Pictured: Head of Brain Cancer Research at Chris O’Brien Lifehouse, Dr Kim Kaufman
In promising news for brain cancer research, our world-first patient database for brain cancer, GlioNET, has now launched and is ready to recruit its first participants.
Every 5 hours an Australian is diagnosed with brain cancer and is faced with a 20% chance of surviving the next 5 years. Glioblastoma, the same cancer Professor Chris O’Brien AO passed away from in 2009, is the most common and aggressive form.
The low survival rates for glioblastoma patients have barely changed in 30 years as a direct result of a lack of funding and research. While community awareness of brain cancer and its burden is growing, critical research is still hampered by the absence of materials to study.
GlioNET is the first concerted effort to track and observe patients over their entire journey with brain cancer, capturing a wealth of information and biospecimens for researchers to improve treatments, survival and services for patients and their carers.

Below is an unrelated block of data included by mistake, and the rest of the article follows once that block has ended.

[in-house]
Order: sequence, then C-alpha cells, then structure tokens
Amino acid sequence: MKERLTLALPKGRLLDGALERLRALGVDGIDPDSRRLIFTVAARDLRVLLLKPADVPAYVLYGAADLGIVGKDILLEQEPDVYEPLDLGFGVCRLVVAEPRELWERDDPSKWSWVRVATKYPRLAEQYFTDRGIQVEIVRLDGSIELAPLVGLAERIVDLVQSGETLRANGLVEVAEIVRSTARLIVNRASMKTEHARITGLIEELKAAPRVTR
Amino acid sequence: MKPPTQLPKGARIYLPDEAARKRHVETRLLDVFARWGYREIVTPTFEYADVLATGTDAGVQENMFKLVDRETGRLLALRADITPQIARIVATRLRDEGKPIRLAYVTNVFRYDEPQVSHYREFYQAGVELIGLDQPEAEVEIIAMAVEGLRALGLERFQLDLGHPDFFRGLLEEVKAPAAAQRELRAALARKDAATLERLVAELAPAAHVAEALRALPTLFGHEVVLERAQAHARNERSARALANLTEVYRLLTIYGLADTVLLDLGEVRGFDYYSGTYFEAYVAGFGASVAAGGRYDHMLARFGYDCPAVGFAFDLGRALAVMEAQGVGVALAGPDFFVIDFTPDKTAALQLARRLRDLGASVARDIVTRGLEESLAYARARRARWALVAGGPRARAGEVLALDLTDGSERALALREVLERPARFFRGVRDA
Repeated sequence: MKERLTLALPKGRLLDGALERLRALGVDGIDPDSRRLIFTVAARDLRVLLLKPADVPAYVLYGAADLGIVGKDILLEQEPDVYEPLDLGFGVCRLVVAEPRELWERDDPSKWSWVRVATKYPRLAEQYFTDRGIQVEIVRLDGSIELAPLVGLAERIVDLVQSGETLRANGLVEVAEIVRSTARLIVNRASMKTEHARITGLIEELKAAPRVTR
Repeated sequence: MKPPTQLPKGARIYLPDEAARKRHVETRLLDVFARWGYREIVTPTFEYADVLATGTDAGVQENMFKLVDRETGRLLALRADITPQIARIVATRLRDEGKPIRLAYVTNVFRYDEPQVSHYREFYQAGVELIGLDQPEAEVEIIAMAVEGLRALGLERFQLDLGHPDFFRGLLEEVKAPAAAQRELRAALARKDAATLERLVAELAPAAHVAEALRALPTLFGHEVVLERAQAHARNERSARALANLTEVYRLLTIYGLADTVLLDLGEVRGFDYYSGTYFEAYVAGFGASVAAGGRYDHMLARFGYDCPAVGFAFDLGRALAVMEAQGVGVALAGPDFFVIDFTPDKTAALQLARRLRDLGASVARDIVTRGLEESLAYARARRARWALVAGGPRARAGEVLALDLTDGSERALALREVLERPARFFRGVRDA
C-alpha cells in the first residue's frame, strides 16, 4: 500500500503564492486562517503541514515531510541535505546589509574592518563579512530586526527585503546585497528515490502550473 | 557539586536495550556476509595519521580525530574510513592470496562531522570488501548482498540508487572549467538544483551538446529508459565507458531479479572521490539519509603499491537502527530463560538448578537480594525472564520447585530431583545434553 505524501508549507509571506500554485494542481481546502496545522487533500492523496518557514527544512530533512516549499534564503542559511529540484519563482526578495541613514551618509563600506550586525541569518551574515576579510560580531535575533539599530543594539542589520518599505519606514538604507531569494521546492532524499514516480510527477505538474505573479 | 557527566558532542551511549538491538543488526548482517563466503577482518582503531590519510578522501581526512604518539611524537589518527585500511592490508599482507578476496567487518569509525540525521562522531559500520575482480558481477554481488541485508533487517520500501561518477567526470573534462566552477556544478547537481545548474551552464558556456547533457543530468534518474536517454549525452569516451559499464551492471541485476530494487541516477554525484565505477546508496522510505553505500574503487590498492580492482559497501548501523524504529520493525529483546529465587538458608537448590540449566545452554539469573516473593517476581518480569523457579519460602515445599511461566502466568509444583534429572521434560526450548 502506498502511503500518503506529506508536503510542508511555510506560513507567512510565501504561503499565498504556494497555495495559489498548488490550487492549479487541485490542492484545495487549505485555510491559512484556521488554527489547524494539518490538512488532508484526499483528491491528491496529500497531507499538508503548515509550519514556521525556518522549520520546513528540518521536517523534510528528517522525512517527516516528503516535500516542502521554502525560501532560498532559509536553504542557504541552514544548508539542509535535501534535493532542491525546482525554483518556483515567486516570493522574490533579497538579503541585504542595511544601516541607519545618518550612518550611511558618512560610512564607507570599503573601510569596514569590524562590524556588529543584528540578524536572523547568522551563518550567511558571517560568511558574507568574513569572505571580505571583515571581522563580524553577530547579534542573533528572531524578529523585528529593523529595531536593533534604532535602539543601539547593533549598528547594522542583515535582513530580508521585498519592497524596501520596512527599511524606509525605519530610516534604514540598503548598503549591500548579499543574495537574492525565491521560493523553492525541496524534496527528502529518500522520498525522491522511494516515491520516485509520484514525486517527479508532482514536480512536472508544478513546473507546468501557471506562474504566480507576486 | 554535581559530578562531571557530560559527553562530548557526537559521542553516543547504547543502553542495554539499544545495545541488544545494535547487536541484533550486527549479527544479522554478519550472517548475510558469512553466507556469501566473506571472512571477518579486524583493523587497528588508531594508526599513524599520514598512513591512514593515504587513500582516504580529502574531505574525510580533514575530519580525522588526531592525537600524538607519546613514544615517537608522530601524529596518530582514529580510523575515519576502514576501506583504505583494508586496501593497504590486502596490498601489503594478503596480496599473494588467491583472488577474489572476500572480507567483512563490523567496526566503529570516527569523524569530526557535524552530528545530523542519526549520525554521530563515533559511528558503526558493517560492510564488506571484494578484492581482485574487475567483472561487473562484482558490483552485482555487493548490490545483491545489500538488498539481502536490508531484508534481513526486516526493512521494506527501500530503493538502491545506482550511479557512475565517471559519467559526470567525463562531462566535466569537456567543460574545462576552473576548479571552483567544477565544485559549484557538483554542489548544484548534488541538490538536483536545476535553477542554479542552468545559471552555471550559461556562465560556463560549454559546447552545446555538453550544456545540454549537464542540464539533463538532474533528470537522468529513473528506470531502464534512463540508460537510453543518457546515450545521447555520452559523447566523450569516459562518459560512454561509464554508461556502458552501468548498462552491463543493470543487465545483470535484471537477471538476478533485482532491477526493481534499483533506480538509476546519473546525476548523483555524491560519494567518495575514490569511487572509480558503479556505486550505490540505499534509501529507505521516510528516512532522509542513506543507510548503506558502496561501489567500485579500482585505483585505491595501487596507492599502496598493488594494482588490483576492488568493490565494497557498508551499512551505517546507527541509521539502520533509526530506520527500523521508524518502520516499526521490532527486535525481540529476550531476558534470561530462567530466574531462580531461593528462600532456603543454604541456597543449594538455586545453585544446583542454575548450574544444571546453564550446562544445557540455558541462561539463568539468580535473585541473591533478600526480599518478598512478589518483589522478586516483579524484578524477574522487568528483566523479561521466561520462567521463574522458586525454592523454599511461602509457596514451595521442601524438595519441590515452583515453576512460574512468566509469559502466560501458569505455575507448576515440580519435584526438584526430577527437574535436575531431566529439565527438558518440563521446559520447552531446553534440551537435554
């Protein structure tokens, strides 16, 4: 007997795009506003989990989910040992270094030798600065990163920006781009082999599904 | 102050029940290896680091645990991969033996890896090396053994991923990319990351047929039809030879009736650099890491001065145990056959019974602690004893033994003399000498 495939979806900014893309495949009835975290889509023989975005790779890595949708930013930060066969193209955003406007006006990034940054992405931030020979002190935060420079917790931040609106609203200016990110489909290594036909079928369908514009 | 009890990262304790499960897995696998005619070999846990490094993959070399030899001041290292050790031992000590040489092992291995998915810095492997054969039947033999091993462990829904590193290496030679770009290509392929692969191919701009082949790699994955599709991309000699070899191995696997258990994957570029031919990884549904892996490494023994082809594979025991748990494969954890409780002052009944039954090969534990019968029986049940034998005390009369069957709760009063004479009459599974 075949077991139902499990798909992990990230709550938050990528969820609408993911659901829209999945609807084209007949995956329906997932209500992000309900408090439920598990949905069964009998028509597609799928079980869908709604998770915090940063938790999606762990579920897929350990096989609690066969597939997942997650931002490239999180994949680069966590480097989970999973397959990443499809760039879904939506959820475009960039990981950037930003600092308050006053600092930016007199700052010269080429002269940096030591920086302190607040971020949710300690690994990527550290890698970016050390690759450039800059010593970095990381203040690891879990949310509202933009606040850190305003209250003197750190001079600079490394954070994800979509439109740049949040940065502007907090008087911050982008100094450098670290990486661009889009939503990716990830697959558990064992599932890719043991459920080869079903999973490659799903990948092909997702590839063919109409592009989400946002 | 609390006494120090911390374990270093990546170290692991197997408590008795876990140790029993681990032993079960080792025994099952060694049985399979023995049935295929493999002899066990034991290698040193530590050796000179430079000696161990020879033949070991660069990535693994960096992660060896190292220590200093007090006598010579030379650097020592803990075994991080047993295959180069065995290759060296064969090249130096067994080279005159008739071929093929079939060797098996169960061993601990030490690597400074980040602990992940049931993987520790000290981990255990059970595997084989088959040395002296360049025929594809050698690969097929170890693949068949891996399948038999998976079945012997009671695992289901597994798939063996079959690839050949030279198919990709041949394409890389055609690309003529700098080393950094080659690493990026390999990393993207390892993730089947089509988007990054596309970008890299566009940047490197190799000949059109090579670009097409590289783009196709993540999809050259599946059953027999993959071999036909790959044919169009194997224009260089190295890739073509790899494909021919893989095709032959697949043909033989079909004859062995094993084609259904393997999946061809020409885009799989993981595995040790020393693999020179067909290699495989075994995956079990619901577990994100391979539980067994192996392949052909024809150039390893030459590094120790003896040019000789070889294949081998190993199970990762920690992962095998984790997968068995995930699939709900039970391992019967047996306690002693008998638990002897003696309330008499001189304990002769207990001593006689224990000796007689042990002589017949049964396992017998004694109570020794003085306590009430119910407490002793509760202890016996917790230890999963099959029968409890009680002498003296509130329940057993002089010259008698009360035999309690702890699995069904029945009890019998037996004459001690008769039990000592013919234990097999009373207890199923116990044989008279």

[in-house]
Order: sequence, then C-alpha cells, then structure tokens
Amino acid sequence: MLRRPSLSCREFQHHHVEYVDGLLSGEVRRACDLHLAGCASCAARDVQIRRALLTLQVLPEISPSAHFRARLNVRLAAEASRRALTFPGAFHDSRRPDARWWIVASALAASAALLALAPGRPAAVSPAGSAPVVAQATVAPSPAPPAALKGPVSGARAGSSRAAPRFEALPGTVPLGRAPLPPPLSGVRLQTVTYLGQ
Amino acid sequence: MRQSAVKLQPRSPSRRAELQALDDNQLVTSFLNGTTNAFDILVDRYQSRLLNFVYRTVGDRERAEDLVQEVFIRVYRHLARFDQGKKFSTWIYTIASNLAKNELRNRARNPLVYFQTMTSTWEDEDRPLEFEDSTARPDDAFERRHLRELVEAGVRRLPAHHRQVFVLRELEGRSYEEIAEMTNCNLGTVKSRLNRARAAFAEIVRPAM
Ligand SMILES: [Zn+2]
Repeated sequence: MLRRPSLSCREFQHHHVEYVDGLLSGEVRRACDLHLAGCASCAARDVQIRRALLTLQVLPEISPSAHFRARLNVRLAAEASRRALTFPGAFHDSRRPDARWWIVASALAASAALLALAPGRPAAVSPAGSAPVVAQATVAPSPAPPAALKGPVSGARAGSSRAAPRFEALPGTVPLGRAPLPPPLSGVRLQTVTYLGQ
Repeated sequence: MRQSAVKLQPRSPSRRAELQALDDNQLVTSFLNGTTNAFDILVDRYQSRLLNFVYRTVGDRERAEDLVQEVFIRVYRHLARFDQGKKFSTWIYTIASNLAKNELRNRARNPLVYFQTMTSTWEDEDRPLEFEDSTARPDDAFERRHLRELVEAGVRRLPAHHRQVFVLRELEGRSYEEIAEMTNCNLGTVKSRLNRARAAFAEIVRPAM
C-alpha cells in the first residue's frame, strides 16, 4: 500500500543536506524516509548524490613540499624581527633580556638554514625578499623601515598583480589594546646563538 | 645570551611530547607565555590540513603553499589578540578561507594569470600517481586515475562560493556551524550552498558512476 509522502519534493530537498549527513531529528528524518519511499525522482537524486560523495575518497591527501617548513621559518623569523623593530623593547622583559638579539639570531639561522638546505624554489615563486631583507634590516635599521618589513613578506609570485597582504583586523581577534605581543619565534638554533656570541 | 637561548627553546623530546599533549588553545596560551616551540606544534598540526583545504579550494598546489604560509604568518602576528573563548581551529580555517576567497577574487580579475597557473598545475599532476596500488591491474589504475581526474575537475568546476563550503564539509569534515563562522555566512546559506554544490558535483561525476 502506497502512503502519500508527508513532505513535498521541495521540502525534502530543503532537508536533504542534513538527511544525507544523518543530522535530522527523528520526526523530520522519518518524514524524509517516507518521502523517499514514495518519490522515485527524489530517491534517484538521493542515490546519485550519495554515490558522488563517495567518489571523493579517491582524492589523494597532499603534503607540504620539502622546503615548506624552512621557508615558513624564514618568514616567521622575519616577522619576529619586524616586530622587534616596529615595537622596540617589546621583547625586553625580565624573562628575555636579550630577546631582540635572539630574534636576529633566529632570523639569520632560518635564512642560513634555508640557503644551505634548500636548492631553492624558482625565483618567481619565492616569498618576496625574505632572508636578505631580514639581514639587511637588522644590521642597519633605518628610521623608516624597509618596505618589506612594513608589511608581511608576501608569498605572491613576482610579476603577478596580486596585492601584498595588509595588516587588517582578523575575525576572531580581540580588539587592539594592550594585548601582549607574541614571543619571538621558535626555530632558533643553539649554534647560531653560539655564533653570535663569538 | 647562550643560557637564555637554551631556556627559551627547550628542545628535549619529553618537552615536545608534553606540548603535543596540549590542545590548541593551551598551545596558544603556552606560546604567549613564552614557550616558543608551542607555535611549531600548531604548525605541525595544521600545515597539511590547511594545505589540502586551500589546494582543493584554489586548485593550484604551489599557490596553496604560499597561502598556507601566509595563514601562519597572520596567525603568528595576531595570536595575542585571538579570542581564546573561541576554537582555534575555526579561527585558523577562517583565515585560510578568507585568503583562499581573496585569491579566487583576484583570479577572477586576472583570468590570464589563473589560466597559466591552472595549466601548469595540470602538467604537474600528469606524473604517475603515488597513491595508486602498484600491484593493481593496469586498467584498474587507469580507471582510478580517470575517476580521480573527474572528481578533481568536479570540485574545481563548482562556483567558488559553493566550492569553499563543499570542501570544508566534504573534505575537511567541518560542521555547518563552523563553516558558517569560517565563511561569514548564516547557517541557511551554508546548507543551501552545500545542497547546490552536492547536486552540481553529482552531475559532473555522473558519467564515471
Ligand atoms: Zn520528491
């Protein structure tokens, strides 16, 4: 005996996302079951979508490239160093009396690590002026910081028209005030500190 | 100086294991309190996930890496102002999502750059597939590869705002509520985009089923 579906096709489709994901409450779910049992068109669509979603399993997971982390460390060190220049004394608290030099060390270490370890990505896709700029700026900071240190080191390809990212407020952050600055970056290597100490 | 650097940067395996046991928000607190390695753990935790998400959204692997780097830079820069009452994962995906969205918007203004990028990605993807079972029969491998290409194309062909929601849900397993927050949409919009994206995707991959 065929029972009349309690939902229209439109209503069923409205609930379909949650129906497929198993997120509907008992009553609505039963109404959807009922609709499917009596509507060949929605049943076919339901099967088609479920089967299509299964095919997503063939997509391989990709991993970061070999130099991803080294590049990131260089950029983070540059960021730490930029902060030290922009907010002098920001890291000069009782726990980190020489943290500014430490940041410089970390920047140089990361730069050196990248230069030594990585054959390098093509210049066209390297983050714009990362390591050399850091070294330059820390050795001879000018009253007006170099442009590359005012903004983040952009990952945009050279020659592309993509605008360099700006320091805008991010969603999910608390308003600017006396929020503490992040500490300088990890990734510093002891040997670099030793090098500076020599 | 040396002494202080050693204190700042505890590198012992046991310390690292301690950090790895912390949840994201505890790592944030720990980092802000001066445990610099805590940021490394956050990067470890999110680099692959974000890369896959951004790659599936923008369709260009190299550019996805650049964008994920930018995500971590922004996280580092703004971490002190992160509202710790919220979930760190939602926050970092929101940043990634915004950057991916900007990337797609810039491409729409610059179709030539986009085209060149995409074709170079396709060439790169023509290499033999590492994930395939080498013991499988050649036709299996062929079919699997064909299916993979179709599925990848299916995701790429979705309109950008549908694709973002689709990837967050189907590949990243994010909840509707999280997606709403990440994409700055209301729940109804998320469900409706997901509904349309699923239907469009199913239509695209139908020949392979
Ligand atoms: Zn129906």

“GlioNET will provide an invaluable platform for researchers worldwide to advance our understanding of glioma,” says Dr Kaufman, Head of Brain Cancer Research at Chris O’Brien Lifehouse and the lead scientist on this project. “We hope that GlioNET also empowers patients, by giving them an opportunity to contribute their information, samples and experiences of living with glioblastoma.
“I’m incredibly grateful to the donors who have enabled this project that will fast track investigations into brain cancer. They are giving hope to more than 1500 Australians diagnosed each year.”
You can support research like GlioNET by making a donation today via this newsletter or at donate.mylifehouse.org.au/openhouse.